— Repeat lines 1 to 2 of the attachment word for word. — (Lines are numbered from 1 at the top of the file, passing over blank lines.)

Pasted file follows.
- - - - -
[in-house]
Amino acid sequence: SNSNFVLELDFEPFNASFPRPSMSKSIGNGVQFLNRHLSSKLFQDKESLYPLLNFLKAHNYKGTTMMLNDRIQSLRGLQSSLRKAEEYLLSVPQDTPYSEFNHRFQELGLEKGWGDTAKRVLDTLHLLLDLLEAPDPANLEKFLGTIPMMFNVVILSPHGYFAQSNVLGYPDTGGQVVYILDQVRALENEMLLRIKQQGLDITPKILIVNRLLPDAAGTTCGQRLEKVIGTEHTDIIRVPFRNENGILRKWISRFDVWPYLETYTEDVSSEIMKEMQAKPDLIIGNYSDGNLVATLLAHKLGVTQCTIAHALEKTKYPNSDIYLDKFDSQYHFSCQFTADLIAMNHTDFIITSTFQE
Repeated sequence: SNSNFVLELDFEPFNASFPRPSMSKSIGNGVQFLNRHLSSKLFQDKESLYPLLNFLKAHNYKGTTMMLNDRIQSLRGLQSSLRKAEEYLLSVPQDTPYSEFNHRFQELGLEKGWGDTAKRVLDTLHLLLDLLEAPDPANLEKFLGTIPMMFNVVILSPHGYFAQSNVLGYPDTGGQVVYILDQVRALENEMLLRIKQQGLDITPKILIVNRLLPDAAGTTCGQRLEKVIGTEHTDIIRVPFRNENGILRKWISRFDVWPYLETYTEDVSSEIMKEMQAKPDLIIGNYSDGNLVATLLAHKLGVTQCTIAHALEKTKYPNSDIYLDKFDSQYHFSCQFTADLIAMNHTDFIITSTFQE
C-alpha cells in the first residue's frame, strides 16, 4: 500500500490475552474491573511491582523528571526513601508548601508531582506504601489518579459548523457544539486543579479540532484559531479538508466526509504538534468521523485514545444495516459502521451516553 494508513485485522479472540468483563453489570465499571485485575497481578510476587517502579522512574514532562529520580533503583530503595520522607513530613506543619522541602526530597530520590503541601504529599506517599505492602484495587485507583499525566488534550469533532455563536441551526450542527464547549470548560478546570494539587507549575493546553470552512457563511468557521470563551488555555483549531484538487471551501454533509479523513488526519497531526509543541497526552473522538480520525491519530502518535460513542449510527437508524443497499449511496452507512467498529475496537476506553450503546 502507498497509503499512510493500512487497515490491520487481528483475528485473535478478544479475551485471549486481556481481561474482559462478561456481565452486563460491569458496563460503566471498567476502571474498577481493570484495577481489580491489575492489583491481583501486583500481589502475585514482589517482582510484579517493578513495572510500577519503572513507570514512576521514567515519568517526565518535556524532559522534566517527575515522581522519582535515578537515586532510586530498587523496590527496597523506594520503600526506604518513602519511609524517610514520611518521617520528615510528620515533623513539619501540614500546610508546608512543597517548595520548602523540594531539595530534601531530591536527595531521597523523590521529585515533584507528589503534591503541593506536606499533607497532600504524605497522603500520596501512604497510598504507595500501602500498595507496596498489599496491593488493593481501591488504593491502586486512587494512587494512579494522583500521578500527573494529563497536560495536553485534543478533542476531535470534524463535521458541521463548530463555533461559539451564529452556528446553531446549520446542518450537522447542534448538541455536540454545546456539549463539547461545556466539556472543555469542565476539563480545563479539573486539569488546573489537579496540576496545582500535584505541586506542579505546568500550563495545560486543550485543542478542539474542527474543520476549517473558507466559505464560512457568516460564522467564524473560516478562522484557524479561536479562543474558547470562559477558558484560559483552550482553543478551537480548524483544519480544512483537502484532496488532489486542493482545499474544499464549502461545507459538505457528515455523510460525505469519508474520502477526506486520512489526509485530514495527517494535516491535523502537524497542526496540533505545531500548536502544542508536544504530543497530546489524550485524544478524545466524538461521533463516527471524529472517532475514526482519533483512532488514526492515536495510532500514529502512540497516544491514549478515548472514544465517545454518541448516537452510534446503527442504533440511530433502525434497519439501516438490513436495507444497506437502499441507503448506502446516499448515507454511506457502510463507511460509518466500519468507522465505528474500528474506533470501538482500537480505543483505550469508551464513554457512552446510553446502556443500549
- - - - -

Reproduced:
[in-house]
Amino acid sequence: SNSNFVLELDFEPFNASFPRPSMSKSIGNGVQFLNRHLSSKLFQDKESLYPLLNFLKAHNYKGTTMMLNDRIQSLRGLQSSLRKAEEYLLSVPQDTPYSEFNHRFQELGLEKGWGDTAKRVLDTLHLLLDLLEAPDPANLEKFLGTIPMMFNVVILSPHGYFAQSNVLGYPDTGGQVVYILDQVRALENEMLLRIKQQGLDITPKILIVNRLLPDAAGTTCGQRLEKVIGTEHTDIIRVPFRNENGILRKWISRFDVWPYLETYTEDVSSEIMKEMQAKPDLIIGNYSDGNLVATLLAHKLGVTQCTIAHALEKTKYPNSDIYLDKFDSQYHFSCQFTADLIAMNHTDFIITSTFQE